As an ecumenical institution, we are expected to encourage Christians from different denominations to explore ways and means by which the prayer of Jesus to his Father, can be answered: -

“They believed that you sent me, I pray for them…. that they may be one as we are one.” ( John 17.8,9,11)

 During the past 55 years, the Anglican Centre in Rome has spared no effort to build up a spirit of mutual respect among Christians of different traditions. This spirit is at the heart of how we engage with others in dialogue and in promoting Christian unity in a divided world.

Our history as God’s people has not always been a happy one when it came to unity. Schisms and difficult relationships have been part and parcel of our journey as followers of Our Lord Jesus Christ. But it is also true that we have been able in recent times to create an atmosphere of respect and thus established more understanding among different groups than at previous times. There is definitely today a willingness to learn from each other, to have fruitful and frank discussions and to explore how work can be done together. So the Week of Prayer for Christian Unity gives us a golden opportunity to thank God for sustaining ecumenical initiatives over the past decades.

This year, the Week of Prayer for Christian Unity was prepared by the monastic community of Grandchamp. The theme chosen “Abide in my love and you shall bear much fruit” seems highly appropriate. For the world is living through a dark period of uncertainty that instills fear and despair in the hearts of many. In the many conversations I have had lately with people from different cultural and religious backgrounds, it was clear that they believed that our broken and divided world needs to be restored and healed from its wounds.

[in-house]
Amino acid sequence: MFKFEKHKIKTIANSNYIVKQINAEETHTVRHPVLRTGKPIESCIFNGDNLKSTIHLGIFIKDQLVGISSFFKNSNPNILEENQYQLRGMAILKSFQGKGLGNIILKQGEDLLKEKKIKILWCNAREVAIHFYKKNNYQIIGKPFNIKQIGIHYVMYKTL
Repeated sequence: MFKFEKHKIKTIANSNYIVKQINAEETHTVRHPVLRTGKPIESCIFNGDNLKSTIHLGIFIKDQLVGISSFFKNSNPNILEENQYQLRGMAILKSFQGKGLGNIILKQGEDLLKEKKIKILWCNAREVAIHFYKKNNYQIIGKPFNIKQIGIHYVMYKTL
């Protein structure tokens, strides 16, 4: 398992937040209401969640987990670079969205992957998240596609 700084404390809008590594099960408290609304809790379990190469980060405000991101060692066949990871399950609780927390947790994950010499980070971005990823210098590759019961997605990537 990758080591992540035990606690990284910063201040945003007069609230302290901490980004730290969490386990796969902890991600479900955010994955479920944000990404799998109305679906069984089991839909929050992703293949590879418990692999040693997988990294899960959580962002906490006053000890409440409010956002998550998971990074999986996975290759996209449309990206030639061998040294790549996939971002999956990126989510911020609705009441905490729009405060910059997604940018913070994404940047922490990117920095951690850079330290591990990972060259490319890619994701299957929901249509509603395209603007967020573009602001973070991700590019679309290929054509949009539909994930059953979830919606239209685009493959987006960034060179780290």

The theme expresses the Grandchamp community’s vocation to prayer, reconciliation and unity in the church and in the human family. This is also the calling of all Christian communities.

As Christians living in today’s world, in spite of the hurtful aspects of life that we face, we are called to mobilize our faith in Christ so that the world knows that God is in charge. We are all challenged in our different ministries by the sad realities that our fellow human beings face. Corruption and unfairness, engender an unfriendly atmosphere. There is an urgent need to retrieve the inherent values that the Kingdom of God offers.

But we know, that it is not always easy to respond effectively to our calling. It requires an intimate relationship with our Lord and Saviour and a deep spirit of humility. Learning to “abide in the love of God” and “to walk together” is a symbol of our Christian unity.

I am thankful that this Week of Prayer for Christian Unity opens to us the privilege to seek to “abide in God’s love” so that we may “bear much fruit.” One of the fruits that will spring up from the presence of Christ in our lives is the ability to look out for one another. It is only then that we can show by concrete actions, God’s saving power.

All of us, who wish to reach our full potential and purpose in abiding in God’s love, irrespective of the Church traditions we come from, will have to first surrender to God, all that we are and to let go of the things that seem important to us. We are called to be like Christ in this present life so that the fruits that we bear, through our words and actions, can point others to God through whom we have salvation and peace.